*This post may contain some affiliate links, with never any extra cost to you. Simply put, if you buy a book I recommend, a very small percent contributes to the running costs of the blog.
|A Girl Reading, 1932 by Vanessa Bell|
I think you have to do a post like this on a blog largely about books. So here we go, twenty-five of my favourite books.
- The Death of Ivan Ilyich- Tolstoy. This book is incredible. It covers so much in so few pages, and leaves you with a lot to think about. You’re left questioning your own life, and wondering if you’re an Ivan or a Gerasim.
- The House of the Spirits– Isabel Allende. Allende’s other works didn’t appeal to me so much, but this one I’ve loved every time I’ve read it. Great descriptions of suffering and surviving. I wrote a school essay on the theme of catharsis in this novel.
- Anna Karenina- Leo Tolstoy. This book is legendary for a reason.
- Trainspotting- Irvine Welsh. My boyfriend recommended the film to me, and after a while of putting it off, I read the book and absolutely loved it. Then the film also. I’ve never been high, but oh well, there are lots of other things to relate to.
- First Love- Ivan Turgenev. This guy is a great writer. The stereotype is that Russians are impossible to read, and you need to inflict extreme force on yourself to get through a book. Read this and you’ll realise it isn’t true.
- War and Peace- Leo Tolstoy. My family thought I was insane when I put this on my Christmas list in my early teens. It’s not the easiest book to carry about (and people on the train give you strange looks!), but its message stays with you for a long time. The love stories were incredible. Everyone really should read it.
- A Christmas Carol- Charles Dickens. There’s something great about reading this in the week up to Christmas. I have a lovely Penguin Classics hardbound edition with a load of his other Christmas tales in.
- The Book Thief- Markus Zusak. I loved the narrator. I’m not saying I love Death, but this Death can really write.
- The Brothers Karamazov- Fyodor Dostoevsky. Alyosha was such a good guy. The rest of his family, not so much.
- The Shadow of the Wind- Carlos Ruiz Zafón. There’s something different about Ruiz Zafón that makes him really stand out from other writers. Maybe not in his other books, but this one presents his skill and imagination in all the right proportions.
- Rebecca- Daphne du Maurier. One of the first classics I read as a child. I remember there being a fantastic description of a wood; I’ll have to track it down.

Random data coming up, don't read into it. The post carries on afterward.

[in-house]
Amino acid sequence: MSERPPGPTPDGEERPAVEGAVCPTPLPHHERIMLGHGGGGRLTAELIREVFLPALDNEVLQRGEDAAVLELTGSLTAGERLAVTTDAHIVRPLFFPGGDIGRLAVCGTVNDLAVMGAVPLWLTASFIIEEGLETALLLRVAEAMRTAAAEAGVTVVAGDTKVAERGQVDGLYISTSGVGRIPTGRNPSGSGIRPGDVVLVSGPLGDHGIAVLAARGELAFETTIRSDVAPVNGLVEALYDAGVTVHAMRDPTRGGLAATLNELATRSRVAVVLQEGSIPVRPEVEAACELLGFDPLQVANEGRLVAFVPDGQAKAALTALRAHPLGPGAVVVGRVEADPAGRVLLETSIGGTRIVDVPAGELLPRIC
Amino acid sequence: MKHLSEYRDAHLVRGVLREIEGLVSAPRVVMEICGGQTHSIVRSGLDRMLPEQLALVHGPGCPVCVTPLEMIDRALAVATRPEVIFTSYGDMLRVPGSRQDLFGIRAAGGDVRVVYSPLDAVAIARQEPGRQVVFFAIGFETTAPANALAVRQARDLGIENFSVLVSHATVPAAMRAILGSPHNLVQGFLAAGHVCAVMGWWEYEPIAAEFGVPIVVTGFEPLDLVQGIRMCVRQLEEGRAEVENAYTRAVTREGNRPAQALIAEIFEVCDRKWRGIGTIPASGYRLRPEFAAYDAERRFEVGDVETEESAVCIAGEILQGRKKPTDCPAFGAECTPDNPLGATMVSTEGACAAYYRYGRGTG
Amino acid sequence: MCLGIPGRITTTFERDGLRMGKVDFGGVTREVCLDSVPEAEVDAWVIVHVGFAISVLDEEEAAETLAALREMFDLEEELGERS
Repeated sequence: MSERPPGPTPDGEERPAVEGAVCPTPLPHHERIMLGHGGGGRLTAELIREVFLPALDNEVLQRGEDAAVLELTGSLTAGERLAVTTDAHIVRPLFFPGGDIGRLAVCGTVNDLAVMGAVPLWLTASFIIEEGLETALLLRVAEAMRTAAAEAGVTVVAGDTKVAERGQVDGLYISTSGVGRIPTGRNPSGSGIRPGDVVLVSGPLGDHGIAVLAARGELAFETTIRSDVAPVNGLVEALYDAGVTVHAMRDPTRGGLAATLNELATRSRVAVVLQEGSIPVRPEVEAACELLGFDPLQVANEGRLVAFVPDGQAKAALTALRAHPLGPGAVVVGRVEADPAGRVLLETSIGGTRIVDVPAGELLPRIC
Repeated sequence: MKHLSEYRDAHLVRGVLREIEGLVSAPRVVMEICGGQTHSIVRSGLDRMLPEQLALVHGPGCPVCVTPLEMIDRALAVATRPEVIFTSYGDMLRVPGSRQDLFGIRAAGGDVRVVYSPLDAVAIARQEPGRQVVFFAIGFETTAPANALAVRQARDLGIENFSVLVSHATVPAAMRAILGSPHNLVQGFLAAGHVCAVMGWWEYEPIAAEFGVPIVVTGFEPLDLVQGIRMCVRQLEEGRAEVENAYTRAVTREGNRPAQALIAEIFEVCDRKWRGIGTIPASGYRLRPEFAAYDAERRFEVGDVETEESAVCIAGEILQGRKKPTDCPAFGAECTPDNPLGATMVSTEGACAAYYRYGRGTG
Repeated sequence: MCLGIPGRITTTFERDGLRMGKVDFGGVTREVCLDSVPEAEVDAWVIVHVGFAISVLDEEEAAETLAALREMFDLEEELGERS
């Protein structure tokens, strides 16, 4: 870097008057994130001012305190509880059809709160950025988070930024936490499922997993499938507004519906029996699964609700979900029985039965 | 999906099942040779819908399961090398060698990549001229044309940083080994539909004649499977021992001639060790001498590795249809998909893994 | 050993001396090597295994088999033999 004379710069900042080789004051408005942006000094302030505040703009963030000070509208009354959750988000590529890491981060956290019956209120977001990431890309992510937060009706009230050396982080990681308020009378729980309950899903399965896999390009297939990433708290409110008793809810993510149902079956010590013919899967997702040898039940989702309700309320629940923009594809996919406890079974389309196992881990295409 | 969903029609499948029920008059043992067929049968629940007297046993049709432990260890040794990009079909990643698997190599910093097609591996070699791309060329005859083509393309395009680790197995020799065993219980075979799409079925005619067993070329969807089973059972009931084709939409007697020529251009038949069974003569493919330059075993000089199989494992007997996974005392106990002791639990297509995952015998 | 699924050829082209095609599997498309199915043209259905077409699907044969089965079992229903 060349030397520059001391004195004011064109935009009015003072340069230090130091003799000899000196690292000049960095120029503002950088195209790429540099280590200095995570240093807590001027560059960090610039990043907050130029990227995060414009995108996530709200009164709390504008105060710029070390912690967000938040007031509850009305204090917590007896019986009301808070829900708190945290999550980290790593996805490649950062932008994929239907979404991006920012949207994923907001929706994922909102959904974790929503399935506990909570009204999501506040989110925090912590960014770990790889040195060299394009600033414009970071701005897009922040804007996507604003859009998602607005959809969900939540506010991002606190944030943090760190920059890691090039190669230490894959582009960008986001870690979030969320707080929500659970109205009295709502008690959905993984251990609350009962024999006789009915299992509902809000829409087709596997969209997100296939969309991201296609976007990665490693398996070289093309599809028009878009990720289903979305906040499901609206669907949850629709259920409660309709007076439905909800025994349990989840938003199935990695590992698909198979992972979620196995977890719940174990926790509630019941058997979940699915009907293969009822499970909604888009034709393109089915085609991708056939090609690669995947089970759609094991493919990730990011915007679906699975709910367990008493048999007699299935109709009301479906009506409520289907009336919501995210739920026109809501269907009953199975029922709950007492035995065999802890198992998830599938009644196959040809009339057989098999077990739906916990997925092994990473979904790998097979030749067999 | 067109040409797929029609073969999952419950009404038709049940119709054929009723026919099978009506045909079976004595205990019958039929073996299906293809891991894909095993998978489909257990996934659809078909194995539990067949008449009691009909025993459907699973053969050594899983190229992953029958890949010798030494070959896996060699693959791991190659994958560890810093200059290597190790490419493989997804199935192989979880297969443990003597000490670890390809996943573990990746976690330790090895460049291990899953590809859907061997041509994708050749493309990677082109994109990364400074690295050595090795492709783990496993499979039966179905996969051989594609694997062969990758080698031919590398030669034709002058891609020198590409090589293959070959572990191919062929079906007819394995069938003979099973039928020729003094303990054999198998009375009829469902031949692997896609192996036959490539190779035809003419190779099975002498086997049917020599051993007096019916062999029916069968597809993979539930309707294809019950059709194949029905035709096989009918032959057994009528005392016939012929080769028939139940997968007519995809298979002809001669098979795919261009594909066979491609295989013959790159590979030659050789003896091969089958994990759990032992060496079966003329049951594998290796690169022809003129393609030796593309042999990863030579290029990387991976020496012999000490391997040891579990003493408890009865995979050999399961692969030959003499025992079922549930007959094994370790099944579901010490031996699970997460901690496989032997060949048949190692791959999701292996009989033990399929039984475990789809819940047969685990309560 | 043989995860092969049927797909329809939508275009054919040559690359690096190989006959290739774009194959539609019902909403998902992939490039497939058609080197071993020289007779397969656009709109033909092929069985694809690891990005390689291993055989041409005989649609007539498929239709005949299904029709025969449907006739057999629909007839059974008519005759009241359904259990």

- The Count of Monte Cristo- Alexandre Dumas. A loooooong book. But worth it. The plot line never fails to make me want to shout, “WHYYY?!”
- Love in the Time of Cholera- Gabriel García Márquez. I read this a while ago, then re-read a World Book Day copy. The idea is to give it to a friend after reading, but my boyfriend – as my chosen recipient – has neither read it nor given it away. I’ll have to summon more anger when I next see it on his bookshelf.
- Kafka on the Shore- Haruki Murakami. A writer in a league of his own. His books are always so different to everything else I read, which provides a welcome change.
- Requiem for a Dream- Hubert Selby Jr. Scary, very scary. Not in a conventional sense, but the effect is probably worse.
- Fun Home: A Family Tragicomic- Alison Bechdel. The only graphic novel I’ve ever read. Anything with literary references in it makes it a winner for me. Amusing but also has serious themes.
- Paradise Lost- John Milton. This book has a bad reputation. A really bad reputation. Well, I’m sure there are many people who love it too, but I’ve never met them.
- The Waves- Virginia Woolf. This novel is written in such a revolutionary way for its era, and contains so many international themes: empire, friendship, alienation. Short but complex.
- Pnin- Vladimir Nabokov. Ah, Pnin. You can’t help but feel sorry for him.
- The Twits- Roald Dahl. I had an audio-tape of this as a child. The food in Mr Twit’s beard still gets to me.
- Ulysses- James Joyce. I loved this. When I was regularly reading it, I flew through the book. When I spent weeks staring at the sheer size of it, my reading pace wasn’t so consistent.
- A Clockwork Orange- Anthony Burgess. The first disturbing book I read. Perhaps I should’ve started with something a bit more tame.
- The Great Gatsby- F. Scott Fitzgerald. This author is incredible. I should probably have included “Flappers and Philosophers”, his short story collection, on this list. But Gatsby is just as incredible. One of those school books I’m glad was forced on me!
- Dubliners- James Joyce. The ending to “The Dead” must be one of the greatest pieces of writing, surely.
- The Odyssey- Homer. Self-explanatory.